• Don't allow any stranger into your home, no matter who they claim to be. City inspectors do not go door to door!

Predatory Lending

Warning Signs:

  • You've fallen behind in your mortgage payments or you are already in foreclosure
  • You're getting phone calls and visits from companies offering to help you pay off your debts
  • You're receiving numerous fliers in the mail or on your door offering low interest cash loans
  • A friend, advisor or relative asks you to sign some forms - you do, without reading them

Preventative Steps:

  • Beware of companies who contact you in person or by fliers offering a foreclosure relief service.
  • Don't sign any forms or papers without reading and understanding what you're signing. If you're uneasy or feeling pressured, get advice from a lawyer or other advisor.
  • Don't deed your property to anyone. First consult an attorney, a knowledgeable family member, or someone else you trust completely. Once you sign legal papers, it can be difficult, or even impossible, to reverse the action.

Financial Planning and Investment Fraud

Warning Signs:

  • High pressure sales tactics with an insistence on an immediate decision;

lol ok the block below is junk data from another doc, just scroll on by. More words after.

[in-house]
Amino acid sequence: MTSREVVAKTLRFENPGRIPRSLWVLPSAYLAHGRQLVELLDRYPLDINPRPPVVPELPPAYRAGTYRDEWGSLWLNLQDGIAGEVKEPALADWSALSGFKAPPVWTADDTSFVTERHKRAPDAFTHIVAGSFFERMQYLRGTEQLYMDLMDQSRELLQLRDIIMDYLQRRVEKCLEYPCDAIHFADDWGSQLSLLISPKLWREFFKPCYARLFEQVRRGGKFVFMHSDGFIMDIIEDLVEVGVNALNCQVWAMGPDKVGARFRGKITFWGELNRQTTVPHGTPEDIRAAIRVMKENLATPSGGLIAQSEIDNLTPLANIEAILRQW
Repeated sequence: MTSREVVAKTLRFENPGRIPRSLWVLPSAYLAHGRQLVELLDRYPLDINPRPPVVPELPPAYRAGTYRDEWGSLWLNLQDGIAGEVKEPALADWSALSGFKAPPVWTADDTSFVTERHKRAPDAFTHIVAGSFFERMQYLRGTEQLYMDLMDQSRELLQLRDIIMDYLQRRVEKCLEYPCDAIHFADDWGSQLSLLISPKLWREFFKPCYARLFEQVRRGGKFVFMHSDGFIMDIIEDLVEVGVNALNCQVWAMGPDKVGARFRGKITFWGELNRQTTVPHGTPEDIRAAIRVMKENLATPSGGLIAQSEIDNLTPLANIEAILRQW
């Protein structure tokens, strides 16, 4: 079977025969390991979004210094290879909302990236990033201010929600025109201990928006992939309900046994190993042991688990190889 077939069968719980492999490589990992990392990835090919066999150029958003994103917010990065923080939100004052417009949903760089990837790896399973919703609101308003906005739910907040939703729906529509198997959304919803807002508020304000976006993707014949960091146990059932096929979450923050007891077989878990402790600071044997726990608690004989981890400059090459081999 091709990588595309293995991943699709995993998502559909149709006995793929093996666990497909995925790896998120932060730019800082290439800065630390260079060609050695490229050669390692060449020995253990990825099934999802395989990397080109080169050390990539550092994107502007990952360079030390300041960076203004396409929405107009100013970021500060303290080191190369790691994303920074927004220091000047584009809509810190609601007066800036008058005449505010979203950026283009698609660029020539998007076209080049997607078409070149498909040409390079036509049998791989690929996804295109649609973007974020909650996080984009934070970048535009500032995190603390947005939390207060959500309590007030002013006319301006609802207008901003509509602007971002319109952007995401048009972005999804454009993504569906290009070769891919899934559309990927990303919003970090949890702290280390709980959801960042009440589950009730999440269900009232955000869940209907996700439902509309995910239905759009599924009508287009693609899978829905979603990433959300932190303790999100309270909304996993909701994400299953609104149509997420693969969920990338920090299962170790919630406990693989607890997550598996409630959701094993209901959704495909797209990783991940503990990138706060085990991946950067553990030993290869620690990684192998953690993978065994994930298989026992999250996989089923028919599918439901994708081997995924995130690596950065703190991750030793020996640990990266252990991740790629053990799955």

• Unwillingness to let you discuss the deal with another advisor or to get a second opinion;
  • A guaranteed investment or one with 'no risk';
  • Unwillingness to provide written information, including state securities registrations and verifiable references;
  • A suggestion that you invest on the basis of trust or faith.

Preventative Steps:

  • Surround yourself with several advisors - don't become solely dependent on one financial advisor or consultant.
  • Thoroughly check out any offer - don't be rushed into making a hasty decision. Contact the Colorado Division of Securities at 303-894-2320 if you have questions.
  • Carefully review your financial statements and look for signs of unauthorized or excessive trading. Periodically check your account online or by phone with the fund managers.
  • If you have trouble retrieving your funds, don't let a false sense of trust keep you from demanding a return of your investment.

Care Giver Fraud

Warning Signs:

  • Unusual activity in bank and credit card accounts
  • Caregiver tries to isolate the victim who comes to rely solely on the caregiver
  • Caregiver has total control over finances and has all financial statements mailed to him or her.
  • New acquaintances appear on the scene and the adult is either completely charmed, or fearful of the caregiver

Preventative Steps:

  • If your Power of Attorney or anyone else suggests you make a change in your assets, your investments, or insurance, always get two or three other opinions from within your team of advisors. Only a potential crook will not want you to discuss the change with others.
  • No matter how much you know, love or trust someone, never sign papers you have not read or do not understand.
  • Even if you have a representative payee, Power of Attorney or other advisor who manages your finances, insist on receiving and reviewing copies of all bank and financial statements.